Demanding diners in some of Tokyo’s 5,000 exotic sushi bars could soon be enjoying one of Japan’s prized herbs that’s now being grown near Portadown!
Wasabi plants, said to the world’s most expensive and difficult to cultivate – even in Japan – are now sprouting in a huge polytunnel near Laurelvale in Co. Armagh.
Hoping to harvest the benefits of a growing demand from top chefs in Japan and other parts of Asia for wasabi is part-time farmer Dr. Sean Kitson. His day job is in biomedical science in one of Northern Ireland’s biggest pharmaceutical firms. Wasabi is served with sushi either as leaves or grated into a bright green paste.
Dr. Kitson says wasabi is in huge demand because traditional growers in Japan are scaling back in production because of high labour costs involved in the cultivation and processing of the herb that’s usually added to sushi to provide a hot ‘kick”. “Much of the wasabi used today is not produced from the plant but from horseradish. It’s part of the Brassica family, which also consists of horseradish mustard and cabbage.
“Even in Japan, the demand for real wasabi is so high that chefs often use a horseradish paste instead, with little, if any, real wasabi mixed in. What we are nurturing at Laurelvale is genuine wasabi that will appeal to Japan’s discerning sushi chefs,” he adds.
A top local chef is already interested in being able to create original dishes of local ingredients including wasabi from Armagh.
The highly prized herb is generally to be found in the mountain streams of Shizuoka Prefecture, where it grows best with its roots in sparkling, nutrient-rich, running water from the snow-shrouded slopes of the towering Mount Fuji, Japan’s sacred mountain.
Kitson, a father of two, has virtually recreated the exacting conditions in Japan using pioneering hydroponics technology that enables plants to be grown in water. He’s also become the first grower in Europe to germinate wasabi from seeds.
Why did he decide to start growing such a challenging herb in Northern Ireland? “I started growing wasabi to help my son, Zac, fight a serious medical condition,” he says. “I used my knowledge of biomedical technology to research a number of plants and found that wasabi had anti-inflammatory properties for joints and muscles.
“It’s a potent plant that has also been shown to help increase protection against bacterial infections in the body and mouth. Some research suggests the plant can be used to fight cancer and also aid heart health. Wasabi, furthermore, is rich in antioxidants that help to boost the immune system and can aid in removing harmful toxins from the body,” Dr. Kitson explains.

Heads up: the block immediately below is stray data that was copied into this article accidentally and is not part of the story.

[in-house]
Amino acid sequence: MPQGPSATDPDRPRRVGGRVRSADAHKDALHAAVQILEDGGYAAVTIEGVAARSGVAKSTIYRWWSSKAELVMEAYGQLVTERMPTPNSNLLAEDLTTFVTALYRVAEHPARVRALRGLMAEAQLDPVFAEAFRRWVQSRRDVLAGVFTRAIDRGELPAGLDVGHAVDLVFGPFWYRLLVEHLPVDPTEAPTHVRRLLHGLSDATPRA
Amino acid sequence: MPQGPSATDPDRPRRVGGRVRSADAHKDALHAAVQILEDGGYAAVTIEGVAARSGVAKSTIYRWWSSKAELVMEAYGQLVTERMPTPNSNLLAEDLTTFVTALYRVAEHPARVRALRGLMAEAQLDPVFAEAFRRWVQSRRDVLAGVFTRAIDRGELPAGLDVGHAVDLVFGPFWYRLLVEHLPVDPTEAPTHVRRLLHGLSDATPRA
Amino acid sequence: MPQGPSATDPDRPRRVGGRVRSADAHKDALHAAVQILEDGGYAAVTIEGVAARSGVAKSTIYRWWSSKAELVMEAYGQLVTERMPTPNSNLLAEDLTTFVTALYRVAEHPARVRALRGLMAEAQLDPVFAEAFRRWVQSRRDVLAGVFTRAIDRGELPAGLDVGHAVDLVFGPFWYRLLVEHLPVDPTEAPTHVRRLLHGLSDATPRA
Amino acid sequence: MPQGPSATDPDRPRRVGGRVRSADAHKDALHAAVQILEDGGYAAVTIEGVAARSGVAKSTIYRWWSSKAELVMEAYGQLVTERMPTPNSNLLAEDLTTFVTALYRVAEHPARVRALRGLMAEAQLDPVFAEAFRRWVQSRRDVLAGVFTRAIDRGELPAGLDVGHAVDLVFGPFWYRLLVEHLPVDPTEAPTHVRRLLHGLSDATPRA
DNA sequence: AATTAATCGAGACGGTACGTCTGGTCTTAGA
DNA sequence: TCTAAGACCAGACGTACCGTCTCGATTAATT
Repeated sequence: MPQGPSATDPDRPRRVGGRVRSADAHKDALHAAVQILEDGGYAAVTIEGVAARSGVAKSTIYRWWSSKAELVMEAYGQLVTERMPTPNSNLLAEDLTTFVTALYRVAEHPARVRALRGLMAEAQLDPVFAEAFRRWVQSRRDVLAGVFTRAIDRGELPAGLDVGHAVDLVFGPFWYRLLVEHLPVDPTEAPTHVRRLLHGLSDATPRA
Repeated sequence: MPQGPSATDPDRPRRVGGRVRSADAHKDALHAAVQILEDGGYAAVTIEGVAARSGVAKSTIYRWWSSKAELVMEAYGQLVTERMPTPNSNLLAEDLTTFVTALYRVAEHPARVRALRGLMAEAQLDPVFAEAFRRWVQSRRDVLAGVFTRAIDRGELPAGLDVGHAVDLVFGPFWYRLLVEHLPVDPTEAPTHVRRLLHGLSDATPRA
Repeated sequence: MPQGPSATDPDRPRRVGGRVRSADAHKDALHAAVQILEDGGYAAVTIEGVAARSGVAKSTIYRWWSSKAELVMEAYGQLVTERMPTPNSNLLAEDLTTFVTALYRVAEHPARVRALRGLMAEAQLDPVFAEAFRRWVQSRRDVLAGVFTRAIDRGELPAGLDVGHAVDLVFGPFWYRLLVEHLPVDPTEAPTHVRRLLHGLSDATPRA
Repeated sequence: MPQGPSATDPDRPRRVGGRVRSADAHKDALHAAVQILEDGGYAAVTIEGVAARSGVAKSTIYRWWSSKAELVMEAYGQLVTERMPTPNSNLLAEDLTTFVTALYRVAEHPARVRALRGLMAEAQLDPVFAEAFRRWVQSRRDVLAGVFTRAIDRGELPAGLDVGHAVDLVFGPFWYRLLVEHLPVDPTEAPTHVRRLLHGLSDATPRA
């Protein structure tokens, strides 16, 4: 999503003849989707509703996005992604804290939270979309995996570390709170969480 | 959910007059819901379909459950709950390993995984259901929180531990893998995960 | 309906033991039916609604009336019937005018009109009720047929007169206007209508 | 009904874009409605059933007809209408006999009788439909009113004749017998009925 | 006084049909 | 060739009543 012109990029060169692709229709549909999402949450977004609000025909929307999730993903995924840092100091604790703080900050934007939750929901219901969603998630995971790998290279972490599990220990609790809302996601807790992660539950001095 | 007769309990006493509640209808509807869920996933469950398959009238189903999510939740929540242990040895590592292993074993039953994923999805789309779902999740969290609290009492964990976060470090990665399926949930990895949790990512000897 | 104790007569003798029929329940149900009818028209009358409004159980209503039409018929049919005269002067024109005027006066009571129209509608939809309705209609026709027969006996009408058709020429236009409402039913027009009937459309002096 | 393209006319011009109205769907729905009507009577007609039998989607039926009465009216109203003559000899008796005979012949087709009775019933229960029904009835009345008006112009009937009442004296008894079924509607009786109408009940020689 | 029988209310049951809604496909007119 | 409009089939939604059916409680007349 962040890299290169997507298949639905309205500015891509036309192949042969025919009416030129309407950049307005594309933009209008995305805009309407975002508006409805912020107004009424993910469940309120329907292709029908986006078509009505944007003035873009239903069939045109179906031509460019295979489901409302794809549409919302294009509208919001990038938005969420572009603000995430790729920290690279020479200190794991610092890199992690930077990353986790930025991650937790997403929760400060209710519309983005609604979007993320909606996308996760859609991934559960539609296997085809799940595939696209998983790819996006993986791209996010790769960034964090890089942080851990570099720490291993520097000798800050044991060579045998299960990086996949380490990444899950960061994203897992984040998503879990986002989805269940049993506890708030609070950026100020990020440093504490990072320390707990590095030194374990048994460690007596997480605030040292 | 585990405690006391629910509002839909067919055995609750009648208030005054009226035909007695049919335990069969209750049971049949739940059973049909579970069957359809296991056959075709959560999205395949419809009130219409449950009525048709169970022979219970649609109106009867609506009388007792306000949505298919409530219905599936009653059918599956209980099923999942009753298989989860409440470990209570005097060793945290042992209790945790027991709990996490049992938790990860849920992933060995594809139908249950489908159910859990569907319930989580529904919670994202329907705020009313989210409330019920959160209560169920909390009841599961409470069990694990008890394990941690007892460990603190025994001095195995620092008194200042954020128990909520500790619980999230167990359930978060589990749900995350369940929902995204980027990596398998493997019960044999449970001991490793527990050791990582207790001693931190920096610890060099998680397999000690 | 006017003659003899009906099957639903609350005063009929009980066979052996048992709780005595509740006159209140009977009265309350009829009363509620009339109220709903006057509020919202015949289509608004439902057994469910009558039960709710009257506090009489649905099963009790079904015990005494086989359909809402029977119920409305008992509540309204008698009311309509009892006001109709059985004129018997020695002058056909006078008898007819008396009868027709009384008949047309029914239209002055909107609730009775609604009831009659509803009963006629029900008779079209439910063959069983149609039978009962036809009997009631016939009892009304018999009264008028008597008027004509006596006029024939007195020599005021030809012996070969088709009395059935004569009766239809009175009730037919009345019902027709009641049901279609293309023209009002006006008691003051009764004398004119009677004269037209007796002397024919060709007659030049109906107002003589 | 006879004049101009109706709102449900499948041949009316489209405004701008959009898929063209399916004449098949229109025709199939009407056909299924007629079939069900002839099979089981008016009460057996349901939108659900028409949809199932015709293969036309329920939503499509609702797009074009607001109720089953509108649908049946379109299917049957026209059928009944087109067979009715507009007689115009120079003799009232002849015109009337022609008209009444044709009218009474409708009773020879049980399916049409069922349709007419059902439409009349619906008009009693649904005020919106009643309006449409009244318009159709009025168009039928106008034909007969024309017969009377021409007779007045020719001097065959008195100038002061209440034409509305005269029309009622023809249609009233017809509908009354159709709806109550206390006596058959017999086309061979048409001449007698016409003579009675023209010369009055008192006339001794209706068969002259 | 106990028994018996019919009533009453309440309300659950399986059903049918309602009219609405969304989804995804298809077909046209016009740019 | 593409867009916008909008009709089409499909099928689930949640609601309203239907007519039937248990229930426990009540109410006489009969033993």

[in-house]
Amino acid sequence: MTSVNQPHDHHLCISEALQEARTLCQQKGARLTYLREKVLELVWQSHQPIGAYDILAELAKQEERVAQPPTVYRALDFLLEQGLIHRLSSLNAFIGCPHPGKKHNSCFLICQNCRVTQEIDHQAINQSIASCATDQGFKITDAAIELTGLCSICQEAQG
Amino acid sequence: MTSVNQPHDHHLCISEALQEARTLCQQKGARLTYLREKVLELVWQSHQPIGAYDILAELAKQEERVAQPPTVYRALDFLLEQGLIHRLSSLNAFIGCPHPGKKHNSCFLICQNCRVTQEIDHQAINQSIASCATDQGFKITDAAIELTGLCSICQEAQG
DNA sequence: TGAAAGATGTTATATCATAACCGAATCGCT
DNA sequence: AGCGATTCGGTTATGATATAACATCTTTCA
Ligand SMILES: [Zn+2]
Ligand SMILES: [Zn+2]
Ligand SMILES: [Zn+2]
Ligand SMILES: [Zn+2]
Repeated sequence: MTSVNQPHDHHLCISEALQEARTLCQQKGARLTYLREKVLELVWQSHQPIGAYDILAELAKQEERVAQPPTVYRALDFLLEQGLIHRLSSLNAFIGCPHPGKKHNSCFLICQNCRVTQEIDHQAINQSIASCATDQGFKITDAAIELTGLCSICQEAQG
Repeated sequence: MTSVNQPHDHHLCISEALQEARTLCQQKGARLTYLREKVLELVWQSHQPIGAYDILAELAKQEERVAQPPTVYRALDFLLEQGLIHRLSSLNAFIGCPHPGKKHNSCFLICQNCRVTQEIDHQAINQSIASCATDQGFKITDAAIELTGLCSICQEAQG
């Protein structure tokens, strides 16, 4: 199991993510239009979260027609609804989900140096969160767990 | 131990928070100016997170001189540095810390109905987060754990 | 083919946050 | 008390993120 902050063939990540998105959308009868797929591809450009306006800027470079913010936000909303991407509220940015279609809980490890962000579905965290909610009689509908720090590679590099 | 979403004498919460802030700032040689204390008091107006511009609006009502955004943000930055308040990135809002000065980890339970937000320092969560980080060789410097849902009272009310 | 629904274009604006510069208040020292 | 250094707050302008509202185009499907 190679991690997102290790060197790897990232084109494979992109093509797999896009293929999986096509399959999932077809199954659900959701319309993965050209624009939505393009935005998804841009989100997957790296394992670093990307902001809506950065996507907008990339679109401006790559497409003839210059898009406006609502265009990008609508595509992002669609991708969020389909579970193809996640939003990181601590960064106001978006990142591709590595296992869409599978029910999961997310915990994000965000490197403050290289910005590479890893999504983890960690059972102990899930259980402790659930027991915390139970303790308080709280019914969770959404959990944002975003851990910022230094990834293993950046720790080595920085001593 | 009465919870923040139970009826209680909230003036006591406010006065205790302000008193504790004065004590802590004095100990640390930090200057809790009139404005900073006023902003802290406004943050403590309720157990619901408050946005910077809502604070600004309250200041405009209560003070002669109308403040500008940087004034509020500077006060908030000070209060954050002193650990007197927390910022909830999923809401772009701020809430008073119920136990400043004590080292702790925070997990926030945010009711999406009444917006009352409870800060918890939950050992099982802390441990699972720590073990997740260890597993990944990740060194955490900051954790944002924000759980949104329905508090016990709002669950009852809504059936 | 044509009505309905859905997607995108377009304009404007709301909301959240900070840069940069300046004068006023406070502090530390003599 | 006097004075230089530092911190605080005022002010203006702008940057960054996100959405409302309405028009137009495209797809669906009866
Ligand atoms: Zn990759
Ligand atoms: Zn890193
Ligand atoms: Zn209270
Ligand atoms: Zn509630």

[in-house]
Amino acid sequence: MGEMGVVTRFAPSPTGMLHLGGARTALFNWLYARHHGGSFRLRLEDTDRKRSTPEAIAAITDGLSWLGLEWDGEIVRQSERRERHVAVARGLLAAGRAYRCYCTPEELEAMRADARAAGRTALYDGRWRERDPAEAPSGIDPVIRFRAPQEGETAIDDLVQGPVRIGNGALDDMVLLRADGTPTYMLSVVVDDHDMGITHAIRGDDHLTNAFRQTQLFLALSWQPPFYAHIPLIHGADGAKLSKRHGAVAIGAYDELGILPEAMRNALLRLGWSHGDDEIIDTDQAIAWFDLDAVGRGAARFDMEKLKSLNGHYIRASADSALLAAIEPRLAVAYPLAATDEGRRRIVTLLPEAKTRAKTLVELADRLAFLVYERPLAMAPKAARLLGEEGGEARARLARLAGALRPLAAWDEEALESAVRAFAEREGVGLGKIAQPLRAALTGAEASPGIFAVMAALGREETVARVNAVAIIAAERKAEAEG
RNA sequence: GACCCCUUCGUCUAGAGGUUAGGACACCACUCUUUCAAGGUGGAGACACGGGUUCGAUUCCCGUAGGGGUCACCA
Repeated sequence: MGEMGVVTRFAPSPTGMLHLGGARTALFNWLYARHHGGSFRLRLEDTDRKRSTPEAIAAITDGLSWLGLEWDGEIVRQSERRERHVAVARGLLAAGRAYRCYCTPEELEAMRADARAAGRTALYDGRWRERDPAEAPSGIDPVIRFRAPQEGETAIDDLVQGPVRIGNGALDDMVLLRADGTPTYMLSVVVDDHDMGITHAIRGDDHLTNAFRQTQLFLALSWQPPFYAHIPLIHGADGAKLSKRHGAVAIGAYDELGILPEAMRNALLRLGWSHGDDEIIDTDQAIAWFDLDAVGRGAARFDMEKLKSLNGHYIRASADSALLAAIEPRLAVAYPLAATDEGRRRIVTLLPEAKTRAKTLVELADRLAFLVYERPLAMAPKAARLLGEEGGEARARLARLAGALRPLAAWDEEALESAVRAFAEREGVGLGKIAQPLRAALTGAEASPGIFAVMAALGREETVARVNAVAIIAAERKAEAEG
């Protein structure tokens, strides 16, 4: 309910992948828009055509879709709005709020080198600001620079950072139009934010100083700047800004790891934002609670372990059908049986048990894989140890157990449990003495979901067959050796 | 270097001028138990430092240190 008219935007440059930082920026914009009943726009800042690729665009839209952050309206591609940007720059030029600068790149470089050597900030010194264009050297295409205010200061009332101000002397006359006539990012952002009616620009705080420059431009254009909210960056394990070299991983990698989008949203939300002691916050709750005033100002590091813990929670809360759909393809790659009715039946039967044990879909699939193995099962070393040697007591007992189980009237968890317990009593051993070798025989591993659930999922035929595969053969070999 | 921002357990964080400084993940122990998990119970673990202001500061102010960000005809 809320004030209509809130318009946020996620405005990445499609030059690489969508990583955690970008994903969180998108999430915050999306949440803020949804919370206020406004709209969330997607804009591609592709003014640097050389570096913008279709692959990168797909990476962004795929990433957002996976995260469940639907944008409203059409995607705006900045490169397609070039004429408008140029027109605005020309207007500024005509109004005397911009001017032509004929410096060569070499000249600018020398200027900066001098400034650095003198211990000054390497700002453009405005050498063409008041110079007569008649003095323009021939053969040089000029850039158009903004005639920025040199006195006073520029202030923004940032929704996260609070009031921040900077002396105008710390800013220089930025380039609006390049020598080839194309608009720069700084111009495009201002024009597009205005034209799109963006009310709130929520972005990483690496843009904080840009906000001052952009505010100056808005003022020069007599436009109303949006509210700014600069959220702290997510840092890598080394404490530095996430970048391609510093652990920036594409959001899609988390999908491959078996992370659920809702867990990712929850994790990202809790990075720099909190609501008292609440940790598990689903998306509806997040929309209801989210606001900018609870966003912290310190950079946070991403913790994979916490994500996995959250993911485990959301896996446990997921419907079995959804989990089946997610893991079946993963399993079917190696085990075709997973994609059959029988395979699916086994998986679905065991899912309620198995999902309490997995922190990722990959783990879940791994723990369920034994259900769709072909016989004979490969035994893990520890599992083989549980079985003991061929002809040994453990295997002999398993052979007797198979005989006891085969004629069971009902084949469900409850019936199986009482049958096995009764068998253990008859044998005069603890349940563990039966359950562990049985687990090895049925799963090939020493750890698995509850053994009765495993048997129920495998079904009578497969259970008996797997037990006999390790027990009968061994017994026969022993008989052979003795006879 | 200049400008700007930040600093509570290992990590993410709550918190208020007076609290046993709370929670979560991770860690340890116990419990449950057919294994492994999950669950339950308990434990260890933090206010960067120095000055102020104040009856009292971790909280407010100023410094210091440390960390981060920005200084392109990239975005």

Wasabi cultivation stretches back to the ancient Japanese who were enjoying the spicy plant around 14,000 BC with their fish and seafood.
He’s found the soil in Armagh, Northern Ireland’s ‘Orchard County”, ideal for the for the hundreds of plants he imported last year. The first full-scale harvest of Northern Ireland’s most unusual herb is due next year. “This may seem a long time, but it does take two years to grow top quality wasabi rhizomes, as the stem is known to botanists. The good news, however, is that leaves and stems will be for sale later this year.”
To develop the crop’s potential, he set up Wasabi Crop, a small firm, last year. It’s the only commercial grower of wasabi in Ireland and one of a handful outside Japan.
“The rhizome is the most valuable part of the plant and is used to produce freshly grated wasabi paste that Japanese chefs love. After much research into cultivating wasabi, we have mastered germination and the plants are growing fast. Our wasabi is authentic. There’s a lot of fake wasabi on the market at the moment,” he adds.
Freshly grated wasabi, he continues, can be added to a variety of recipes and other food and drink including ice cream and spirits such as vodka. It has a pungent and hot taste that’s said to be very different from chilli. The wasabi ‘kick’ is a zingy and refreshingly hot flavour. “Wasabi is both a herb and a medicinal plant that provides health benefits due to its key component of allyl isothiocyanate which releases during the grating process. The isothiocyanates enable wasabi to produce associated antibacterial, antimicrobial and antiparasitic properties.”
He continues that it’s a great source of dietary fibre and vitamin C and a provider of vitamin B6 in addition to the elements of calcium, magnesium, potassium and manganese.